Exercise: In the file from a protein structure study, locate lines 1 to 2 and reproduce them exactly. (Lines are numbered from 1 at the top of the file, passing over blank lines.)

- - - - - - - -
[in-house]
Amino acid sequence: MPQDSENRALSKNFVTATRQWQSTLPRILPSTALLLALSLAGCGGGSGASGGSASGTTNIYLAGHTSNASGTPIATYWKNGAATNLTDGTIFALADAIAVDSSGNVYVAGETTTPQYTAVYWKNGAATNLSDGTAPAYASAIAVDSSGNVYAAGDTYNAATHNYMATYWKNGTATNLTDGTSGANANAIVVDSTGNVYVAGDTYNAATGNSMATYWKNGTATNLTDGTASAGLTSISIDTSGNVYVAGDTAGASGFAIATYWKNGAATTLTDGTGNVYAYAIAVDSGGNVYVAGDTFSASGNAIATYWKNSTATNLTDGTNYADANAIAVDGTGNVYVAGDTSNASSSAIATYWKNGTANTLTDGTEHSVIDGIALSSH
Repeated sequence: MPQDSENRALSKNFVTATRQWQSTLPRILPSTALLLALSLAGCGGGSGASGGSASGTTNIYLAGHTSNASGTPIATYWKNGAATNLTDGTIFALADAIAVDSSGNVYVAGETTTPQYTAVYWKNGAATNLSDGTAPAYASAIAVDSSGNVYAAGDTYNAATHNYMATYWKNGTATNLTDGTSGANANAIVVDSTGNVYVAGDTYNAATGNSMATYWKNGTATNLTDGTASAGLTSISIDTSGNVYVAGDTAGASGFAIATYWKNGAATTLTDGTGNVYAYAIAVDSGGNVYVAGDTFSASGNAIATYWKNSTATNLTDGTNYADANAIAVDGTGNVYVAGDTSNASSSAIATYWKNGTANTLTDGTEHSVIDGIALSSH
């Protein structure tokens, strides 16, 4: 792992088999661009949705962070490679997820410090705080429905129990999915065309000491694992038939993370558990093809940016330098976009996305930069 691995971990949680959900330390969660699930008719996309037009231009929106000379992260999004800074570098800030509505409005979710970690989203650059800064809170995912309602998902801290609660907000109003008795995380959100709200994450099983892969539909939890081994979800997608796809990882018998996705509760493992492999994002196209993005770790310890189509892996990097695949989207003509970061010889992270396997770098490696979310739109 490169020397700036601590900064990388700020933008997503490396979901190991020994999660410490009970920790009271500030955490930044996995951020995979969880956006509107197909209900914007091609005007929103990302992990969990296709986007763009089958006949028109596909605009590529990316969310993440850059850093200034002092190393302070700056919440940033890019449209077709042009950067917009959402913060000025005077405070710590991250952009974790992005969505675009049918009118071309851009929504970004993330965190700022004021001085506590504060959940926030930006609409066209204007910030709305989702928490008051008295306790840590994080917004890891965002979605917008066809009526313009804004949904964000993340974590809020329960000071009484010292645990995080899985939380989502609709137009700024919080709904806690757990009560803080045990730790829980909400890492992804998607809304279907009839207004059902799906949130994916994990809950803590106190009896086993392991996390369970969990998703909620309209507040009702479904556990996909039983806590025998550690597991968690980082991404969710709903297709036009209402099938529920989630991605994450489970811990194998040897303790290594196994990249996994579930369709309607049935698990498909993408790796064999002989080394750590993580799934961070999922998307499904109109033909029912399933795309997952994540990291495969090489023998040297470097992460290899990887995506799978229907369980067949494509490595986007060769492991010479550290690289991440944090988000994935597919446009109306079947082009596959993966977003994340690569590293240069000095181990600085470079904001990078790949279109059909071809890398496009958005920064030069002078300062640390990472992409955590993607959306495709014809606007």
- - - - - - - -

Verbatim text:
[in-house]
Amino acid sequence: MPQDSENRALSKNFVTATRQWQSTLPRILPSTALLLALSLAGCGGGSGASGGSASGTTNIYLAGHTSNASGTPIATYWKNGAATNLTDGTIFALADAIAVDSSGNVYVAGETTTPQYTAVYWKNGAATNLSDGTAPAYASAIAVDSSGNVYAAGDTYNAATHNYMATYWKNGTATNLTDGTSGANANAIVVDSTGNVYVAGDTYNAATGNSMATYWKNGTATNLTDGTASAGLTSISIDTSGNVYVAGDTAGASGFAIATYWKNGAATTLTDGTGNVYAYAIAVDSGGNVYVAGDTFSASGNAIATYWKNSTATNLTDGTNYADANAIAVDGTGNVYVAGDTSNASSSAIATYWKNGTANTLTDGTEHSVIDGIALSSH